Now you might be asking yourself why a dog named “brown” is depicted in black and white, and you wouldn’t be alone as a young child asked Damian the very same question during the Q&A. Film-Marona is highly stylized with wing-shaped ears, a heart-shaped nose, and a cloud-shaped tail. This was necessary to make her stand out visually as the film itself is also highly stylized and positively bursting with color and texture.

Marona continues the trend seen throughout this year’s Animation First festival of integrating 2D and 3D animation techniques together. Featuring charming cut-outs, intricate backgrounds, and imaginative layouts, Marona is a truly awe-inspiring kaleidoscope for the eyes. Every background character is wholly unique in appearance with strikingly memorable silhouettes. Individual animators were assigned to principal characters ala classic Disney and the result is an eclectic cast that each moves in a style all their own. The work on the acrobat, in particular, was a stand-out. I could have watched his undulating motions and loopy, noodling pinstripes for hours.

“Moderator Hsiang Chin Moe on the left with Director Anca Damian on the right, sitting under the closing credits.

According to Damian, when she approaches the art direction of her films she let the themes lead the story and the story lead the visual concept. She wanted to leave room for the story to develop and change so no freeze was put in place to lock in the story and animation production occurred alongside work on the rough and incomplete animatic, which is a highly unconventional production strategy.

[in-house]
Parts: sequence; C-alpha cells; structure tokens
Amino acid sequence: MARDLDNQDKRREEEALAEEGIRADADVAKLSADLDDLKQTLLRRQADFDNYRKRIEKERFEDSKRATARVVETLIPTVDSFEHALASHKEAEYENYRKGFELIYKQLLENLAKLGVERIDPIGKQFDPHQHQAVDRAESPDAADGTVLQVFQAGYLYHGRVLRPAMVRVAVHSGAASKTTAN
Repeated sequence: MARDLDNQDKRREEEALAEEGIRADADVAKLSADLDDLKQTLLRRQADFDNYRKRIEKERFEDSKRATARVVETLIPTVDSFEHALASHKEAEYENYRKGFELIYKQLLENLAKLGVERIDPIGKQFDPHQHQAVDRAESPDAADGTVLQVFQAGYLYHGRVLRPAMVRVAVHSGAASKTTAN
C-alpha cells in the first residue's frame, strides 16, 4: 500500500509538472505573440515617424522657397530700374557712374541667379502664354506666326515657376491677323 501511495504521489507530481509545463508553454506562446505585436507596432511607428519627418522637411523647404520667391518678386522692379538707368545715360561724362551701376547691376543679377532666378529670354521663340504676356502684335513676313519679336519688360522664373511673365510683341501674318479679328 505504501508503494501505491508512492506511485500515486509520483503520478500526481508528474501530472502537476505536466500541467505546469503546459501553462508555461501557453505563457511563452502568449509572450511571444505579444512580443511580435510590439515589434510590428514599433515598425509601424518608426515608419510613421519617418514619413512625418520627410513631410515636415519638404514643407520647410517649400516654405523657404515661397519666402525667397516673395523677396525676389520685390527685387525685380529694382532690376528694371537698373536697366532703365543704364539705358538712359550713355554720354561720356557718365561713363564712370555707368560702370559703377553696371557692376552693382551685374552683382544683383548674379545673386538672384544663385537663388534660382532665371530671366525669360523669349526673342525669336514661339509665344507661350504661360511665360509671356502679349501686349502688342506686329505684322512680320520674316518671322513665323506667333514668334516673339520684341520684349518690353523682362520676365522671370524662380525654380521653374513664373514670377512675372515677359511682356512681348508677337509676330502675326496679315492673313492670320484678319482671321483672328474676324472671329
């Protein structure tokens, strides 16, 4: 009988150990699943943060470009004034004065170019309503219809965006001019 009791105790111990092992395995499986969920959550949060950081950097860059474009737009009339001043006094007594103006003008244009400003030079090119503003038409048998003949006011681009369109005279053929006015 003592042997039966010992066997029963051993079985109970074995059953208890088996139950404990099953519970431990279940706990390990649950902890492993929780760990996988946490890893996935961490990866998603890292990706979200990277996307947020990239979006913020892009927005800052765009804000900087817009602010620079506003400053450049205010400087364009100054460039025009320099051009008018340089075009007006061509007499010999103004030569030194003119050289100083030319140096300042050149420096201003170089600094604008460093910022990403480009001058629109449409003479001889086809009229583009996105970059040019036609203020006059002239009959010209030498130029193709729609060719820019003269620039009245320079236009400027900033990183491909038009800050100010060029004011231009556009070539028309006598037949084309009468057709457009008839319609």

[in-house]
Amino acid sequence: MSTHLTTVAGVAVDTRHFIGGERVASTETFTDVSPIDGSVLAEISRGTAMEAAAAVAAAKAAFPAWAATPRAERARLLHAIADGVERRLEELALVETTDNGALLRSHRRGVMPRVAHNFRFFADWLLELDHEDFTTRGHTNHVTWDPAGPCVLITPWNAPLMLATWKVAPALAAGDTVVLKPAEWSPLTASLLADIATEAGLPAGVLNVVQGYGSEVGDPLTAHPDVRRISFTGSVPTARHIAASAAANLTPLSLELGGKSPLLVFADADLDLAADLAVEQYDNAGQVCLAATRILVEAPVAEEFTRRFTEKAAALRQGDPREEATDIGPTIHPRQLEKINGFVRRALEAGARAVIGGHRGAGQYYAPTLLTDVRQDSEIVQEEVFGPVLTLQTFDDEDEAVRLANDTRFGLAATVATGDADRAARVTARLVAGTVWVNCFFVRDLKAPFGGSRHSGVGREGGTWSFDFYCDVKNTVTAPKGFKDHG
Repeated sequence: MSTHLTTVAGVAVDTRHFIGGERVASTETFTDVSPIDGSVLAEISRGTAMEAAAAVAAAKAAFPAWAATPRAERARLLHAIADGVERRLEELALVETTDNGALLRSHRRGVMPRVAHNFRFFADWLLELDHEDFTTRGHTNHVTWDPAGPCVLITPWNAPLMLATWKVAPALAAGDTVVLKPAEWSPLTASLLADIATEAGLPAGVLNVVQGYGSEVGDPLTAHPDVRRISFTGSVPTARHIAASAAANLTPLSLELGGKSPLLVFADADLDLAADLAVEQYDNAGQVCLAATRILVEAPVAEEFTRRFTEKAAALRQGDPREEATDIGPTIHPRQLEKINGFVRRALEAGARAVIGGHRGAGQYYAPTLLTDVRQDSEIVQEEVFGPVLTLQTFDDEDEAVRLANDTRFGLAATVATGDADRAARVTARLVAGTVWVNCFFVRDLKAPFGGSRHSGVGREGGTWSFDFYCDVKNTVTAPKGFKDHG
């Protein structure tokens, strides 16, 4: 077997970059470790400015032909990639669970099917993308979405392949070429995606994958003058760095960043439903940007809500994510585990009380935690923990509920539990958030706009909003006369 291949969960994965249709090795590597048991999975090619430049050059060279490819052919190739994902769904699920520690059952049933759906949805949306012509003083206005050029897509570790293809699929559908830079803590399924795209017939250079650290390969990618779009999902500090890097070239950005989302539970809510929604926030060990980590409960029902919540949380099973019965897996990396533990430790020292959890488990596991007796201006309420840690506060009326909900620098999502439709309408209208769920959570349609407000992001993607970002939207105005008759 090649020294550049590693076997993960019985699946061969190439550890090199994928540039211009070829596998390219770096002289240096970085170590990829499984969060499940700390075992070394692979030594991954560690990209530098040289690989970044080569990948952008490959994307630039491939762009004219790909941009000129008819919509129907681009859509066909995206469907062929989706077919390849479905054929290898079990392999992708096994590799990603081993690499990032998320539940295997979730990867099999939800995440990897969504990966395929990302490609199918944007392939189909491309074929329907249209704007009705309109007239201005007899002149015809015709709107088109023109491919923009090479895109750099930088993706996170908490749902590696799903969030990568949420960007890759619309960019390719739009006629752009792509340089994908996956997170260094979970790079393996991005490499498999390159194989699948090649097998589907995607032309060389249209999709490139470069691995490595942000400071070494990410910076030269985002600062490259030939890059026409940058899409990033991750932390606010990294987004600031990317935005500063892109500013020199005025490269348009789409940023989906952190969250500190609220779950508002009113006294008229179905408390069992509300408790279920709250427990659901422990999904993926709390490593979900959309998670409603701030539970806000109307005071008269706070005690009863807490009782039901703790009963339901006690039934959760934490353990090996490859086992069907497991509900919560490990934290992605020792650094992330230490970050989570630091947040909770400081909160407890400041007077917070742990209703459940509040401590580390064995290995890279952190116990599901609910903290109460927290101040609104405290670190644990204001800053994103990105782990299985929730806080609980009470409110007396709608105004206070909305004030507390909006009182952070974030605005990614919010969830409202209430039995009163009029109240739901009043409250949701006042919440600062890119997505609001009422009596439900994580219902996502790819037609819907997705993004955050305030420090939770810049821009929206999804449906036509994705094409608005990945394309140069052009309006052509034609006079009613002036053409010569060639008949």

The end product feels hand-made and folk-artsy. It’s no wonder Damian and her team decided against making Marona brown, she would have gotten lost in all the commotion. But it was important to Damian to keep the name, because she wanted the real-Marona to be honored for her part in making this story come to life. To preserve her forever and to share her spirit with the world.

Anca Damian

The first question of the Q&A came from a young boy who wanted to see the picture of the real Marona that Damian alluded to in her introduction, so curator Delphine Selles-Alvarez and the FIAF Florence Gould Hall technicians were kind enough to hold the picture at this moment.

The bottom line is that Marona is truly a remarkable film, one that opens the minds of children and adults alike to see the world just a bit differently. Life can be very difficult even for a dog. It’s full of disappointment and loneliness, fear and abandonment. But it is also quite a funny and joyful thing, filled with simple and blissful pleasures. As Damian so succinctly put it, “life is a paradox.” I was envious of the children in the audience with me for getting to experience something so special at such a young age. It is the kind of film I’d like to imagine will stay with them, like a dream you keep coming back to and wonder if it was imagined or real.

Marona's Fantastic Tale is due for release in the US this May by GKIDS Films, date and details TBC.